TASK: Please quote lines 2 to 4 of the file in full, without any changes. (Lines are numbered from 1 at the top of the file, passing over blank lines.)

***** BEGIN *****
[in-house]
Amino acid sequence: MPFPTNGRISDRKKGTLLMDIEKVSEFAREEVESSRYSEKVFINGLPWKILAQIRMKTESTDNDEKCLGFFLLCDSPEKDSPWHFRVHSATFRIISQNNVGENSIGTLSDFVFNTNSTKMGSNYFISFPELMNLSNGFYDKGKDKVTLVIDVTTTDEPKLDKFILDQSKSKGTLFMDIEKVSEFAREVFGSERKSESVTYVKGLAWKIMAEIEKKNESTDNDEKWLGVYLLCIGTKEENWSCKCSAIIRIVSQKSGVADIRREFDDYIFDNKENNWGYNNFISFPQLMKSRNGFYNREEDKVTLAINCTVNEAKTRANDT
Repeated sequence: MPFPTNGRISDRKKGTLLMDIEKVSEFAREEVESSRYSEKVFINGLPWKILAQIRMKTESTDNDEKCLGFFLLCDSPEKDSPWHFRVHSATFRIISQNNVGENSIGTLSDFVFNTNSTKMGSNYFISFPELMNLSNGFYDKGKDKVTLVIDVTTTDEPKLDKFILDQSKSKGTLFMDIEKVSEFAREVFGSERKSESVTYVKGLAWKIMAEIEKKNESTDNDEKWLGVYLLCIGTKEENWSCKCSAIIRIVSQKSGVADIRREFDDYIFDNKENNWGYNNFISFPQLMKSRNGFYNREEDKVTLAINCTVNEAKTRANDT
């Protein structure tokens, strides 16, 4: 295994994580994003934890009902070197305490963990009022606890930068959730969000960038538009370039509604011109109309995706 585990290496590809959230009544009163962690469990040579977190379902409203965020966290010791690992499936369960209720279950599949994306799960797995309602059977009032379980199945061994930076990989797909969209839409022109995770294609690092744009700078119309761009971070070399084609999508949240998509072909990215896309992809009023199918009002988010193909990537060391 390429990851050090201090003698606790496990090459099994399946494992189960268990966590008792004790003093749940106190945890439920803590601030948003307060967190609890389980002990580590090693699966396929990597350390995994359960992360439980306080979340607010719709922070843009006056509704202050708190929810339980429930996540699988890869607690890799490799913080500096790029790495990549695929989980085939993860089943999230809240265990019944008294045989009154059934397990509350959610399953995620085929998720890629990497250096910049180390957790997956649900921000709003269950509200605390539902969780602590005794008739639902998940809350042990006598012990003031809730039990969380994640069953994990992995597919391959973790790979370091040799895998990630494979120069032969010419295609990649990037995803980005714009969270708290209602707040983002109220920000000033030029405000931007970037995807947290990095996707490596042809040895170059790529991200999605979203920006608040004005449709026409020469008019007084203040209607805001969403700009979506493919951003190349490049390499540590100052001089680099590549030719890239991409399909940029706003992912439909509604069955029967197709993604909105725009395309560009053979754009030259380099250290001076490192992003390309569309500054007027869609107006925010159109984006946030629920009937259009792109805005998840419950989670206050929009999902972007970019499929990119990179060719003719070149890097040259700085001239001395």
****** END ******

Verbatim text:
Amino acid sequence: MPFPTNGRISDRKKGTLLMDIEKVSEFAREEVESSRYSEKVFINGLPWKILAQIRMKTESTDNDEKCLGFFLLCDSPEKDSPWHFRVHSATFRIISQNNVGENSIGTLSDFVFNTNSTKMGSNYFISFPELMNLSNGFYDKGKDKVTLVIDVTTTDEPKLDKFILDQSKSKGTLFMDIEKVSEFAREVFGSERKSESVTYVKGLAWKIMAEIEKKNESTDNDEKWLGVYLLCIGTKEENWSCKCSAIIRIVSQKSGVADIRREFDDYIFDNKENNWGYNNFISFPQLMKSRNGFYNREEDKVTLAINCTVNEAKTRANDT
Repeated sequence: MPFPTNGRISDRKKGTLLMDIEKVSEFAREEVESSRYSEKVFINGLPWKILAQIRMKTESTDNDEKCLGFFLLCDSPEKDSPWHFRVHSATFRIISQNNVGENSIGTLSDFVFNTNSTKMGSNYFISFPELMNLSNGFYDKGKDKVTLVIDVTTTDEPKLDKFILDQSKSKGTLFMDIEKVSEFAREVFGSERKSESVTYVKGLAWKIMAEIEKKNESTDNDEKWLGVYLLCIGTKEENWSCKCSAIIRIVSQKSGVADIRREFDDYIFDNKENNWGYNNFISFPQLMKSRNGFYNREEDKVTLAINCTVNEAKTRANDT
């Protein structure tokens, strides 16, 4: 295994994580994003934890009902070197305490963990009022606890930068959730969000960038538009370039509604011109109309995706 585990290496590809959230009544009163962690469990040579977190379902409203965020966290010791690992499936369960209720279950599949994306799960797995309602059977009032379980199945061994930076990989797909969209839409022109995770294609690092744009700078119309761009971070070399084609999508949240998509072909990215896309992809009023199918009002988010193909990537060391 390429990851050090201090003698606790496990090459099994399946494992189960268990966590008792004790003093749940106190945890439920803590601030948003307060967190609890389980002990580590090693699966396929990597350390995994359960992360439980306080979340607010719709922070843009006056509704202050708190929810339980429930996540699988890869607690890799490799913080500096790029790495990549695929989980085939993860089943999230809240265990019944008294045989009154059934397990509350959610399953995620085929998720890629990497250096910049180390957790997956649900921000709003269950509200605390539902969780602590005794008739639902998940809350042990006598012990003031809730039990969380994640069953994990992995597919391959973790790979370091040799895998990630494979120069032969010419295609990649990037995803980005714009969270708290209602707040983002109220920000000033030029405000931007970037995807947290990095996707490596042809040895170059790529991200999605979203920006608040004005449709026409020469008019007084203040209607805001969403700009979506493919951003190349490049390499540590100052001089680099590549030719890239991409399909940029706003992912439909509604069955029967197709993604909105725009395309560009053979754009030259380099250290001076490192992003390309569309500054007027869609107006925010159109984006946030629920009937259009792109805005998840419950989670206050929009999902972007970019499929990119990179060719003719070149890097040259700085001239001395």